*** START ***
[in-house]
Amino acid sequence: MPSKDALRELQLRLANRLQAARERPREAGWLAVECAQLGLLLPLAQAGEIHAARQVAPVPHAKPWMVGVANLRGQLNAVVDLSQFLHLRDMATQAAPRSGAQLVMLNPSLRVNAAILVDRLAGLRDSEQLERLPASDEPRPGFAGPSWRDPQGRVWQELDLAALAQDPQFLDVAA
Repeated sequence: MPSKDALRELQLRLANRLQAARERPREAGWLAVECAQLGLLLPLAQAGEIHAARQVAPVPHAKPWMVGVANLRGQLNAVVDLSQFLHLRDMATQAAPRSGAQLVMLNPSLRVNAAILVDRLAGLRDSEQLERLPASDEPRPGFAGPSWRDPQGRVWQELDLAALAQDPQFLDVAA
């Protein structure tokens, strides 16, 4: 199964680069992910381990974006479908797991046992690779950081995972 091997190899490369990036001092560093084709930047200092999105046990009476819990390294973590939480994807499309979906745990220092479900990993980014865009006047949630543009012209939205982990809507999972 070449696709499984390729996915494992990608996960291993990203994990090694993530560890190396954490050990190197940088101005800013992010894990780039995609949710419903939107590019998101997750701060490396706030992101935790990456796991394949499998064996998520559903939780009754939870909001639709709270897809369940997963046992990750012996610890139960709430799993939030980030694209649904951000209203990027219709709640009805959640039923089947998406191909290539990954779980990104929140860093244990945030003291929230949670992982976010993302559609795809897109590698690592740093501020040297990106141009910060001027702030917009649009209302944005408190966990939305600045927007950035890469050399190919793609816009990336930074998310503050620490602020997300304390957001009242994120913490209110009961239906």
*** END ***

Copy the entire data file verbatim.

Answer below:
[in-house]
Amino acid sequence: MPSKDALRELQLRLANRLQAARERPREAGWLAVECAQLGLLLPLAQAGEIHAARQVAPVPHAKPWMVGVANLRGQLNAVVDLSQFLHLRDMATQAAPRSGAQLVMLNPSLRVNAAILVDRLAGLRDSEQLERLPASDEPRPGFAGPSWRDPQGRVWQELDLAALAQDPQFLDVAA
Repeated sequence: MPSKDALRELQLRLANRLQAARERPREAGWLAVECAQLGLLLPLAQAGEIHAARQVAPVPHAKPWMVGVANLRGQLNAVVDLSQFLHLRDMATQAAPRSGAQLVMLNPSLRVNAAILVDRLAGLRDSEQLERLPASDEPRPGFAGPSWRDPQGRVWQELDLAALAQDPQFLDVAA
């Protein structure tokens, strides 16, 4: 199964680069992910381990974006479908797991046992690779950081995972 091997190899490369990036001092560093084709930047200092999105046990009476819990390294973590939480994807499309979906745990220092479900990993980014865009006047949630543009012209939205982990809507999972 070449696709499984390729996915494992990608996960291993990203994990090694993530560890190396954490050990190197940088101005800013992010894990780039995609949710419903939107590019998101997750701060490396706030992101935790990456796991394949499998064996998520559903939780009754939870909001639709709270897809369940997963046992990750012996610890139960709430799993939030980030694209649904951000209203990027219709709640009805959640039923089947998406191909290539990954779980990104929140860093244990945030003291929230949670992982976010993302559609795809897109590698690592740093501020040297990106141009910060001027702030917009649009209302944005408190966990939305600045927007950035890469050399190919793609816009990336930074998310503050620490602020997300304390957001009242994120913490209110009961239906």